Months into the outbreak of the coronavirus that causes COVID-19, a variety of symptoms have been reported.
- Fever or chills
- Shortness of breath or difficulty breathing
- Muscle or body aches
- New loss of taste or smell
- Sore throat
- Congestion or runny nose
- Nausea or vomiting
If you are having these symptoms and you think you might have COVID-19, stay at home and isolate yourself from others except to get medical care. Get rest and stay hydrated and take over-the-counter medicines to help you feel better.
You should seek medical attention if you or someone is showing any of these signs:
- Trouble breathing
- Persistent pain or pressure in the chest
- New confusion
- Inability to wake or stay awake
- Bluish lips or face
You may call 911 or call ahead to a hospital to notify the facility that you are seeking care for someone who has or may have COVID-19.
Dr. David Steinbruner, chief medical officer at UCHealth Memorial Hospital Central, says that 80% of people who are infected with the coronavirus, also known as COVID-19, will experience a mild to moderate form of the illness.
“If you have it, we think it’s an approximately 14-day course,” Steinbruner said.
With the number of people testing positive for COVID-19 and hospitalizations on the rise across the nation, Steinbruner said, “You probably want to really think now, before you get sick, about making sure you have medications and what you may need and have that available.”
According to the Centers for Disease Control and Prevention, if you have symptoms of COVID or are confirmed positive:
- As much as possible, stay in a specific room and away from other people and pets in your home. If possible, you should use a separate bathroom. If you need to be around other people or animals in or outside of the home, wear a mask.
- Tell your close contacts they may have been exposed to COFID-19. An infected person can spread COVID-19 starting 48 hours (or 2 days) before the person has any symptoms or tests positive. By letting your close contacts know they have been exposed, you are helping to protect everyone.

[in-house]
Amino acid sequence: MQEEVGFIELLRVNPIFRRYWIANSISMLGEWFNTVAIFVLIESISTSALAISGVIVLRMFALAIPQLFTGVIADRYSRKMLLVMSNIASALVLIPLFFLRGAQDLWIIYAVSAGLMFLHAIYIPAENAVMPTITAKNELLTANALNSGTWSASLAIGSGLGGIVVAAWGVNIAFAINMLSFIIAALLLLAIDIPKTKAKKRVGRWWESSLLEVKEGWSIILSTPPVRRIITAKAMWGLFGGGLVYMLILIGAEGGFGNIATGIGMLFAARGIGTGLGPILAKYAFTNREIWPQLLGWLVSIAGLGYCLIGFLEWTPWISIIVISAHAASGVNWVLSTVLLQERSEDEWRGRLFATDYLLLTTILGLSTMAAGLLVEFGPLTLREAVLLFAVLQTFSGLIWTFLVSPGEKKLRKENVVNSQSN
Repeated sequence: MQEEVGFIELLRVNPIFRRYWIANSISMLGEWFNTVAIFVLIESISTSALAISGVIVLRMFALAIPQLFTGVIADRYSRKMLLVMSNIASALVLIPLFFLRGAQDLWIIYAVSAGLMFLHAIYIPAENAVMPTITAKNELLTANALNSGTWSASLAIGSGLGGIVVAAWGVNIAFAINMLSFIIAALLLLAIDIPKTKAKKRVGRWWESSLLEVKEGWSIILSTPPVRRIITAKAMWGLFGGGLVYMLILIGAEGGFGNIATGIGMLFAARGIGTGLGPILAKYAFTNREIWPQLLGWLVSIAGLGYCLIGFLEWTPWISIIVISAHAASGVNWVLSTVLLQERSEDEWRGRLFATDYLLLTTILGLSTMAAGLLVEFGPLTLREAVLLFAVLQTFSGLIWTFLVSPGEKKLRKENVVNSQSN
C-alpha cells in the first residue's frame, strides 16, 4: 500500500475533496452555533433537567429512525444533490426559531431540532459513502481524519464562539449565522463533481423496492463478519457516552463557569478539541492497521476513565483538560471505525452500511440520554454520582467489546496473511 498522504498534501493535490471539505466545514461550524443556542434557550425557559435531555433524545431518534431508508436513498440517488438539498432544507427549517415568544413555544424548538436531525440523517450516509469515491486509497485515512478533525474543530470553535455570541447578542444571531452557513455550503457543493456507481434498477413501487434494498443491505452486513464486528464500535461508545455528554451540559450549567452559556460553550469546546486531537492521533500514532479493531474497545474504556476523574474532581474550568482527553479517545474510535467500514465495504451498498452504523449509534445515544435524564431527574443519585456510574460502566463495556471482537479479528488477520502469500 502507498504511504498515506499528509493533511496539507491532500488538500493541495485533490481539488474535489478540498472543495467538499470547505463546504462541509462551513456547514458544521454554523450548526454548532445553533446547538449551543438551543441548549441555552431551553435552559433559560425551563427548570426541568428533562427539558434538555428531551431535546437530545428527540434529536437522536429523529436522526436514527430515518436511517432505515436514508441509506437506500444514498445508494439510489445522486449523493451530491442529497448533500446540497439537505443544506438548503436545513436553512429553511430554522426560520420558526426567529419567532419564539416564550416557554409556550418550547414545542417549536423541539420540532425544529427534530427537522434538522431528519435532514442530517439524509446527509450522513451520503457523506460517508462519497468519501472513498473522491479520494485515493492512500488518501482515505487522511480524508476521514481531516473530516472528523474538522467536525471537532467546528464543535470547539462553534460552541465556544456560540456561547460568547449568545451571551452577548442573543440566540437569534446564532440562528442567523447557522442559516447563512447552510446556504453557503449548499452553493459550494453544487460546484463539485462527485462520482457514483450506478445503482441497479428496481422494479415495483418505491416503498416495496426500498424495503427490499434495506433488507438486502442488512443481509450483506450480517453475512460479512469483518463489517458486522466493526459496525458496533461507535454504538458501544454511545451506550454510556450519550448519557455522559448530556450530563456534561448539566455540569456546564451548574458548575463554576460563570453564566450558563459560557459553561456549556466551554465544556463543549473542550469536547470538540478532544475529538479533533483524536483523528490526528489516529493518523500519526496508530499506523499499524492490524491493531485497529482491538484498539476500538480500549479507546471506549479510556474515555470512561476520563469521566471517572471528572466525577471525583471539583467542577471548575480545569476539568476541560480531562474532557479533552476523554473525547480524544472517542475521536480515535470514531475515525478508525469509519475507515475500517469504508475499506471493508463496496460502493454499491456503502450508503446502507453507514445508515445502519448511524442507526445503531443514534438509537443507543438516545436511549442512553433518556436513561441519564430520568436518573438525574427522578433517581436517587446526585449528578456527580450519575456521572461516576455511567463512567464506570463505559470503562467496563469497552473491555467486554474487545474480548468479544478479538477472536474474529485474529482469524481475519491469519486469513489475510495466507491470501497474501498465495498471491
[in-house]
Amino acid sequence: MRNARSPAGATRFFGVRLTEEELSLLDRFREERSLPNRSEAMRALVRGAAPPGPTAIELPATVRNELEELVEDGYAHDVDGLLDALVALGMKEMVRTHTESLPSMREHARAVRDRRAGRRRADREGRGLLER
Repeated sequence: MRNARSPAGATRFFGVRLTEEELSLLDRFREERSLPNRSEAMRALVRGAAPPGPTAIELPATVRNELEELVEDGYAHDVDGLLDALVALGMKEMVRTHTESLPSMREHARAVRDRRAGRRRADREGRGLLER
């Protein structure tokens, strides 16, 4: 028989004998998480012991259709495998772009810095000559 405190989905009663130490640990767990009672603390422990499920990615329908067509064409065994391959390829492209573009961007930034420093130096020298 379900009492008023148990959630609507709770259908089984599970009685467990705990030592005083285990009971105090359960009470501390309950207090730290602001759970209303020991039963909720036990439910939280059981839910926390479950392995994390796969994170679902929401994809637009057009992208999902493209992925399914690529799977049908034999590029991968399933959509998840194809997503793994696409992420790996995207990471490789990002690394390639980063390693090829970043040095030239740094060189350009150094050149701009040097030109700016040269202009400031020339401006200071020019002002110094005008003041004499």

For all updates and to read more articles about the new coronavirus, please visit uchealth.org/covid19
Steinbruner said people who are not severely ill can do good for the community if they stay home and avoid sharing the illness with even one additional person.
“There’s no proven treatment for this other than treating the symptoms, but the medical community is currently working on treatments for the most severely affected,” he said.
Avoiding visiting your doctor’s office in person or going into an ER if you are not extremely ill will help medical providers preserve the resources they need to focus on critically ill patients and those who have pre-existing conditions that make the virus even worse, Steinbruner said.
Steinbruner recommends that if you have a cough, sore throat, headache and fever, you should stay home and treat the illness as you would a flu-like illness. Make sure that you have medications available that you would normally use to treat yourself at home. To prevent the spread: